When it comes to the house church, reproducibility is a fairly easy thing.  When the house gets too small, it quickly becomes apparent that multiple gathering locations are needed. At that point, a new church is planted.

Let me be clear about a few things. I'm referring here to one group of Christians deciding to gather in two different locations. I'm not referring to the two groups putting up any sort of dividing walls between them. In fact, it could be that different people from the different groups gather together each week. Also, they could all occasionally gather together in a different, larger location such as a park, the beach, or some type of rented facility for the day.

A Quick Addendum

Just a quick thought related to yesterday's post:

I don't know any family that A) takes part in simple church life and B) has kids who are school-aged who C) does not home school their kids.  I can't think of even one.  I'm not sure what this means, but it struck me as interesting.

Monday, February 21, 2011

A Question About Simple Church and Homeschooling

Here's a question I've been pondering but haven't yet figured out a satisfying answer:

The question: Why is it that almost all families involved in simple church life also homeschool their children, but many families who choose to homeschool do not take part in simple church life?

For example, here in Savannah we know a small number of families (some we gather with) who have embraced simple church.  Every one of those families also educates their children at home.  On the flip side, we know many families who have chosen to homeschool.  Some of these families gather in a simple manner, but most attend larger, traditional churches that run the range of denominations, styles, etc.  A good number even go to Savannah's only mega-church.

To sum up, almost all who take part in simple church also home educate, but most who home educate do not take part in simple church.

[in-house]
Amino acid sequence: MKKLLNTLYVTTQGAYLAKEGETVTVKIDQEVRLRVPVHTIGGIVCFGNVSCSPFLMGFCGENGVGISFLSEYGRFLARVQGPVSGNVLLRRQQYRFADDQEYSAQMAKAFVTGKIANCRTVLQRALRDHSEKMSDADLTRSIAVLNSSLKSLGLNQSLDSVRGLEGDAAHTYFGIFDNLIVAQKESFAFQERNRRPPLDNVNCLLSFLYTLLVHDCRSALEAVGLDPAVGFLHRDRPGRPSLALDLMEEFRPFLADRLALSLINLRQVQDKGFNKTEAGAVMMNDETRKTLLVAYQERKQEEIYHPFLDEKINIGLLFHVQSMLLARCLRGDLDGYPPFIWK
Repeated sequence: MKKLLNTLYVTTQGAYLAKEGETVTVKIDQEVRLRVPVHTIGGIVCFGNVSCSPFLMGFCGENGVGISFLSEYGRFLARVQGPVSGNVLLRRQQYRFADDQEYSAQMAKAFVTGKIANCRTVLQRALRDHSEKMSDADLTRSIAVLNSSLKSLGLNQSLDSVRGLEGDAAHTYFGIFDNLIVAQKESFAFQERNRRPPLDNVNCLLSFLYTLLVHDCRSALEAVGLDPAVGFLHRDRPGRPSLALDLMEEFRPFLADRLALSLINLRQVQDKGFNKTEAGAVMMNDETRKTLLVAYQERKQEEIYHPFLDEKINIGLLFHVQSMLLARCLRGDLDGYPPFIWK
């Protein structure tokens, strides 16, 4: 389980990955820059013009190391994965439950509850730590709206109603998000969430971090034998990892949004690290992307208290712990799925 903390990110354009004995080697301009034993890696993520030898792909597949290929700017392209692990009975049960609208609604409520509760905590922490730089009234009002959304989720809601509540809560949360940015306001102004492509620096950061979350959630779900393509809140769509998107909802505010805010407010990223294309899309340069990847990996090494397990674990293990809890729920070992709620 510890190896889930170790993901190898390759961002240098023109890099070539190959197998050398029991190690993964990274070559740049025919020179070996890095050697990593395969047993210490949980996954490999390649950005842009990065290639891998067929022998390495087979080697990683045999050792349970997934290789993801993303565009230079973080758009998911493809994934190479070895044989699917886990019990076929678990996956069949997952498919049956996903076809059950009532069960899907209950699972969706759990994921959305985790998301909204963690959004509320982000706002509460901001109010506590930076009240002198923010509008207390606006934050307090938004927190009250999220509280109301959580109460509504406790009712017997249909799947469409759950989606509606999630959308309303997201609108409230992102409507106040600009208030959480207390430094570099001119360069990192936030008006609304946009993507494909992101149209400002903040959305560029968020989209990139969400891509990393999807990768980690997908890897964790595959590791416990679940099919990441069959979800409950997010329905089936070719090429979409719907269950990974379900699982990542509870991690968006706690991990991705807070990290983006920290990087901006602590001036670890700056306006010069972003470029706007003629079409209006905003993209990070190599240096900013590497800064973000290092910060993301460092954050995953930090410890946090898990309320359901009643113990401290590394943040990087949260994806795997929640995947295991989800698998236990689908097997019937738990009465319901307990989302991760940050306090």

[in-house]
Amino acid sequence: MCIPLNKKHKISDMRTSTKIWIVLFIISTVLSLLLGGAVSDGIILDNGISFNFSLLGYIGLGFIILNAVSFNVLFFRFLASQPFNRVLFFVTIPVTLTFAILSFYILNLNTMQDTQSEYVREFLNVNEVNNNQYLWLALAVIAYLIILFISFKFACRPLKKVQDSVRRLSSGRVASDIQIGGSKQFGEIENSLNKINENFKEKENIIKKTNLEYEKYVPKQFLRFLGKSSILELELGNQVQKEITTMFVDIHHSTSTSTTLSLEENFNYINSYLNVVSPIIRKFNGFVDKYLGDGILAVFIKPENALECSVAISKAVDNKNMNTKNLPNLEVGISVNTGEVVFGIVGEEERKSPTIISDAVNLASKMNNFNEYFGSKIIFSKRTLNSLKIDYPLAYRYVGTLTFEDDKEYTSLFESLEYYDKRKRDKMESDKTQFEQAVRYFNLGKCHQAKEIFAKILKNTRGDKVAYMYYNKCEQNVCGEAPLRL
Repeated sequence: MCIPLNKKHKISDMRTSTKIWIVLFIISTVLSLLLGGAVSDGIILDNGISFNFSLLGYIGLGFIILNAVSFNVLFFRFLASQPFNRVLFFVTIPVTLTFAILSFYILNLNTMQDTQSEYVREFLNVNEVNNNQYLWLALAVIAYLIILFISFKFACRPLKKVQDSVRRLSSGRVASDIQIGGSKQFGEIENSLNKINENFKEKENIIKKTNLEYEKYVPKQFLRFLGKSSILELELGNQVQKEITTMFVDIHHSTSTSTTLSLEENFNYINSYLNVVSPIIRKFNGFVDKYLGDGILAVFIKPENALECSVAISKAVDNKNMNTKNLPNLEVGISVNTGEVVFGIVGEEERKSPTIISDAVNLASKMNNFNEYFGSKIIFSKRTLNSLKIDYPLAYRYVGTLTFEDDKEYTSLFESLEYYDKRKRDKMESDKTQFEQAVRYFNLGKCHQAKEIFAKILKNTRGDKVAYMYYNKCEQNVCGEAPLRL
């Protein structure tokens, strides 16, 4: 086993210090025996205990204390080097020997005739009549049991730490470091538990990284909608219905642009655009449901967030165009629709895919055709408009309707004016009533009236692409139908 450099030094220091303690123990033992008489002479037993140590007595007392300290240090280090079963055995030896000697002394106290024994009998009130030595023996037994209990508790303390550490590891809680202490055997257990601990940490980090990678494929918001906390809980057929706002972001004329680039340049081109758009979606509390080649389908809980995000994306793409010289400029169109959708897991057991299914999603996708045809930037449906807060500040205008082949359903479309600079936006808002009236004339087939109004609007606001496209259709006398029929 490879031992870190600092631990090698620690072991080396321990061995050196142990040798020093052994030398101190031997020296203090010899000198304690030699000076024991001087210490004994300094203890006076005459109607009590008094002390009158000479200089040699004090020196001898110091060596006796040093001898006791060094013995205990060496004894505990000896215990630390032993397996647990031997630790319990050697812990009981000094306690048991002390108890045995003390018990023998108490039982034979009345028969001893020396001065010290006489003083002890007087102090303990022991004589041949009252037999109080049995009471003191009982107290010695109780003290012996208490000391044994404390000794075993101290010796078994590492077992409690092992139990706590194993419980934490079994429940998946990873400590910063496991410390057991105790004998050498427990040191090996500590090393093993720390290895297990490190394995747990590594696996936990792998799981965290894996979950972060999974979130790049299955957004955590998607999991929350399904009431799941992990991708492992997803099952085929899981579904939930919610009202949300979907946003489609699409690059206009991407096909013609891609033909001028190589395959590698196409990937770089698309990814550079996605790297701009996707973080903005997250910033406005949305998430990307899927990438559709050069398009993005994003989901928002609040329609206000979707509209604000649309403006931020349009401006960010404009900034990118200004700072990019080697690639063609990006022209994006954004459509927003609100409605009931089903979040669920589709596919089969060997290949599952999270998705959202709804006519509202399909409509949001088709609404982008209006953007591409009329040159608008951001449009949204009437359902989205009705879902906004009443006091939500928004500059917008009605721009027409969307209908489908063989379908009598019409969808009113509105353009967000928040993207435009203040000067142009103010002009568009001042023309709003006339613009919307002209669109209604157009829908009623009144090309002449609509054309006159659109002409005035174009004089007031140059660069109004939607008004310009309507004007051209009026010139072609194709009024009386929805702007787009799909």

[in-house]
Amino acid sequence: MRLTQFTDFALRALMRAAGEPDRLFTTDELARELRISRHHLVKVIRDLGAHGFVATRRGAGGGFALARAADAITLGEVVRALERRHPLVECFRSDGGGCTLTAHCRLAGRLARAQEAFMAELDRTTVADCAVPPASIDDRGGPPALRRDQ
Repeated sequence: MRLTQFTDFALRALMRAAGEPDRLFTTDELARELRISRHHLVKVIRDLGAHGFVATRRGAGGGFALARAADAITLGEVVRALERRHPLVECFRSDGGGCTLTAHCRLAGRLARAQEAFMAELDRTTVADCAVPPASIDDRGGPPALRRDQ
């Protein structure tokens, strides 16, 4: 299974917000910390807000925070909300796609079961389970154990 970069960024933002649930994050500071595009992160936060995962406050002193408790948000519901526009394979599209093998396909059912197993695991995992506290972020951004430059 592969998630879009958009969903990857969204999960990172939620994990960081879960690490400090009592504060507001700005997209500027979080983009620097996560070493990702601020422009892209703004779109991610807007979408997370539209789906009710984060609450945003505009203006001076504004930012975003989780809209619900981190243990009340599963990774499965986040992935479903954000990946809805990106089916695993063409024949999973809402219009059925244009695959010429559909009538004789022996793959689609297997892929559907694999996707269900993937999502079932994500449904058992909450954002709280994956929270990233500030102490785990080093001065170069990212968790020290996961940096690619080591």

Why do you think this is the case?

Saturday, February 19, 2011

On Preparation

As we gather as the church, the purpose is mutual edification to the glory of God.  In order for this to occur, the bible shows us a pattern of everyone present at the gathering edifying everyone else.  The model we see is one of preparation leading to edification.

The church makes a mistake if its gatherings fault to one of two extremes.  The most common mistake is one we are all familiar with: the traditional church's planned gathering.  We've all seen the limitations upon edification that come from a scripted worship service. Most of the body is muted while a few people do almost all the talking, etc. This planning has good intentions and often leads to a nice ceremony, but it stifles the body.

Another mistake is the opposite extreme. This usually occurs in simple church or house church gatherings. The mistake is one of no preparation. When this occurs, everyone shows up looking for the Holy Spirit to lead, but little edification happens because no one is prepared to add anything. This type of extreme spontaneity can lead to people saying things they wouldn't normally say in order to fill a gap in the silence. I'm not speaking about a legitimate form of prophecy, but rather speaking words that simply fill a void.

Friday, February 18, 2011

The Reformed Tendency to Create Superstars

What is it about Reformed folks and the tendency to create superstars?

I write from "inside the camp" of the Reformed, if by that we are talking strictly about God being sovereign over salvation (I reject the Reformed view of the church; no surprise there).

I've compiled a short list of some of today's Reformed superstars: John Piper, John MacArthur, R.C. Sproul, Al Mohler, Sinclair Ferguson, Alistair Begg, C.J. Mahaney, Timothy Keller, Thabiti Anyabwile, Mark Dever, Mark Driscoll, David Platt, Matt Chandler, Kevin DeYoung, and Josh Harris.  There are several more.

Thursday, February 17, 2011